Has anyone ever told you that cats are aloof, arrogant, grumpy, or don't have feelings? Some people are just not cat people!
It's clear to any cat lover that none of the above ideas are true. Consider these facts:
Just exactly what emotions they feel, and to what extent is up for debate, but there is no denying this evidence:
Purring: The most obvious of all the behavior clues is purring. We know cats and kittens purr when they feel contentment. Occasionally a cat will purr in a fear or pain situation often to soothe himself.
Contentment is an emotion, a feeling! Here are some synonyms: Pleasure, fulfillment, peace, and gladness.
Growling and Hissing: We know cats do this when they are scared or threatened. Fear is most definitely an emotion.
Have you ever gone on vacation, and had a caretaker for your cats? We have, and even if the caretaker is a familiar family member, staying in the home, the cats were very off. What emotion is this? It's hard to say. Perhaps they were worried, confused, or even sad. But it had nothing to do with being fed!
Studies have actually been done to see if cats recognize their human owners. (Well, we already knew that of course they do!)
In these studies, cats were presented with different voices. They exhibited tell-tale behaviors only when hearing their family members.
Some people claim that cats 'manipulate' their owners. They claim that the rubbing, purring and other behaviors coax us to fawn over them and care for them, and in this way cats ensure they are fed and catered to.
There's a major flaw in this theory though! Our feline friends sleep with us, snuggle with us, greet us at the door after work, yes even miss us when we're gone, and the hours and hours spent in happy companionship are certainly not a "game plan" to get their food dish filled! They do these things because they enjoy it as much as we do.
Meowing: Maine Coons love to have conversations with their people. It reminds me of the movie "Guardians of the Galaxy."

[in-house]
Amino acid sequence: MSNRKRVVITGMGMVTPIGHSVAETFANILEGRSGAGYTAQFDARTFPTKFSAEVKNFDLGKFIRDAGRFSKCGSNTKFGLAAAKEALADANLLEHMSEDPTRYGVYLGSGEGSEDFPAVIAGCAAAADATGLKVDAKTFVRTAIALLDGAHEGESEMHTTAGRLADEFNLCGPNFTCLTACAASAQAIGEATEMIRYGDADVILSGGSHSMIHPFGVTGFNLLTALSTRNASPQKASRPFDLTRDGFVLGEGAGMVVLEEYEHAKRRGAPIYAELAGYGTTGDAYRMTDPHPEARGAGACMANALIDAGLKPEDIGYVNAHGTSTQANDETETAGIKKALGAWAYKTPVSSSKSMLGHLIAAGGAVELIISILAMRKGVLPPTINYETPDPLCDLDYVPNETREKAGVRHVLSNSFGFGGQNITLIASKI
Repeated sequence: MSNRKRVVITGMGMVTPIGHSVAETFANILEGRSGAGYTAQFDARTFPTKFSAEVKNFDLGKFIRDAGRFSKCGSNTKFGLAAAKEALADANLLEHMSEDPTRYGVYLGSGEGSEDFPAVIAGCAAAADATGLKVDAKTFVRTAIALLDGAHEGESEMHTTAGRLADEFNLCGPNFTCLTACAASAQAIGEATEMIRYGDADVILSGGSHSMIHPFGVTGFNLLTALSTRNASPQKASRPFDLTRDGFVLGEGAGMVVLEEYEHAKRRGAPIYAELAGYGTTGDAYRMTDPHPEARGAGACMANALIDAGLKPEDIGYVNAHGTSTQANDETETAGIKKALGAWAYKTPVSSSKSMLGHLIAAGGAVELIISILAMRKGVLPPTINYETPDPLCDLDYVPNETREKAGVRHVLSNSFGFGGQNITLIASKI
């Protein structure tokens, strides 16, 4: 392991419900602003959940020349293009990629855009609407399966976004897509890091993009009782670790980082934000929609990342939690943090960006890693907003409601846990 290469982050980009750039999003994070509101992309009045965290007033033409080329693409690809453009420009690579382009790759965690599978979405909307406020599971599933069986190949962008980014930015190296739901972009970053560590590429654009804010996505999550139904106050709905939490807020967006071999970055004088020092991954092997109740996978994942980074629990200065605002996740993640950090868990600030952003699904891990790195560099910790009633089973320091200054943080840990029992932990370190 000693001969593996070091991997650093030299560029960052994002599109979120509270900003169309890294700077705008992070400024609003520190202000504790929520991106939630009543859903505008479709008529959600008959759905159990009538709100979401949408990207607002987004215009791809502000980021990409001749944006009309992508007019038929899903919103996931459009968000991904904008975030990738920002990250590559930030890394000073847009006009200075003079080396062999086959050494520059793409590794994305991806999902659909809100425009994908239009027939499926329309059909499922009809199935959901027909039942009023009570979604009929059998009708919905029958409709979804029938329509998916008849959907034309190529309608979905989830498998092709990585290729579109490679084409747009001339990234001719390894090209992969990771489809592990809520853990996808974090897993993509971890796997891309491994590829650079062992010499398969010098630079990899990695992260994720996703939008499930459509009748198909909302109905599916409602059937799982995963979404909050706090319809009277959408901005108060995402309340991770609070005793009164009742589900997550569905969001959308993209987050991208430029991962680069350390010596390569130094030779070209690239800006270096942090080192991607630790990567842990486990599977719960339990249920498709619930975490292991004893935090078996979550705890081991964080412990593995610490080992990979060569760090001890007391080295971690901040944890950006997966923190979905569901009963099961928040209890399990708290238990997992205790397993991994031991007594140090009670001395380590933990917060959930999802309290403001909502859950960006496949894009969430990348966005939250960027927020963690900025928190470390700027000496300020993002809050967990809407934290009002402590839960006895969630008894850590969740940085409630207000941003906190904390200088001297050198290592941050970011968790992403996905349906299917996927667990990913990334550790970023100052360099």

A character in the movie, named Groot, is only able to verbalize one phrase: "I am Groot." So no matter what he said, it came out as "I am Groot." It was interesting and fun to note that the other characters knew exactly what he meant even though he always said the same thing.
This often comes up when comparing cats to dogs. Dogs have been bred and trained for thousands of years to obey commands. Cats have been domesticated as well, but as companions.
An intelligent Maine Coon will greet you at the door every evening (like a puppy-cat!), will come when called, often from anywhere in the home - even upstairs fast asleep on the bed!
They are as social and interactive as most dogs, even more so than many!
Why do cats have a reputation as being stoic? In the wild, when weak or injured or in pain, a feline will hide it so as not to become a target by a predator. It's nature's way.
Even though we would help care for a cat in need, instinct takes over. They are also more independent as we know, loving our company but able to spend a day alone without complaining.
One more contributor to the aloof misnomer is the sleep factor. As cats spend 16-20 hrs a day sleeping, they are often off sleeping (and in many cases snoring!) while their canine counterparts are eager to play and obey.
What does your Maine Coon do to let you know he or she has real feelings, loves you? Please share in the comments!
Does your Maine Coon hold the key to your heart? Declare your Coonie Love here!